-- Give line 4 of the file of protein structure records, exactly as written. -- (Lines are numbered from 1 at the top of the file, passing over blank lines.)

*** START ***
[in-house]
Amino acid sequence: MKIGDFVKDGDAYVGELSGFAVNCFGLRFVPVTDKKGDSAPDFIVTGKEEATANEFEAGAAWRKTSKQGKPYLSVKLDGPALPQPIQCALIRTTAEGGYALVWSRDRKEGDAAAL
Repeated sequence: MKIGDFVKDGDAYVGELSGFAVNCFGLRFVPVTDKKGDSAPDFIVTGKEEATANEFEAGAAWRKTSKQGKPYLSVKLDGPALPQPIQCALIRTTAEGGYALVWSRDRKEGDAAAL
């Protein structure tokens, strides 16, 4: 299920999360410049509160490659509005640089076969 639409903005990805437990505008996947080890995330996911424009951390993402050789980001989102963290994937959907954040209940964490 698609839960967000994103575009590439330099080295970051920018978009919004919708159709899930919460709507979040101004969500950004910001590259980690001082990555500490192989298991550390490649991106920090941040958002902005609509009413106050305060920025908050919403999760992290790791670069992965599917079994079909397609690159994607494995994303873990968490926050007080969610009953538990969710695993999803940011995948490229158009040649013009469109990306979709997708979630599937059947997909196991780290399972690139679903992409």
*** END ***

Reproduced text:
């Protein structure tokens, strides 16, 4: 299920999360410049509160490659509005640089076969 639409903005990805437990505008996947080890995330996911424009951390993402050789980001989102963290994937959907954040209940964490 698609839960967000994103575009590439330099080295970051920018978009919004919708159709899930919460709507979040101004969500950004910001590259980690001082990555500490192989298991550390490649991106920090941040958002902005609509009413106050305060920025908050919403999760992290790791670069992965599917079994079909397609690159994607494995994303873990968490926050007080969610009953538990969710695993999803940011995948490229158009040649013009469109990306979709997708979630599937059947997909196991780290399972690139679903992409």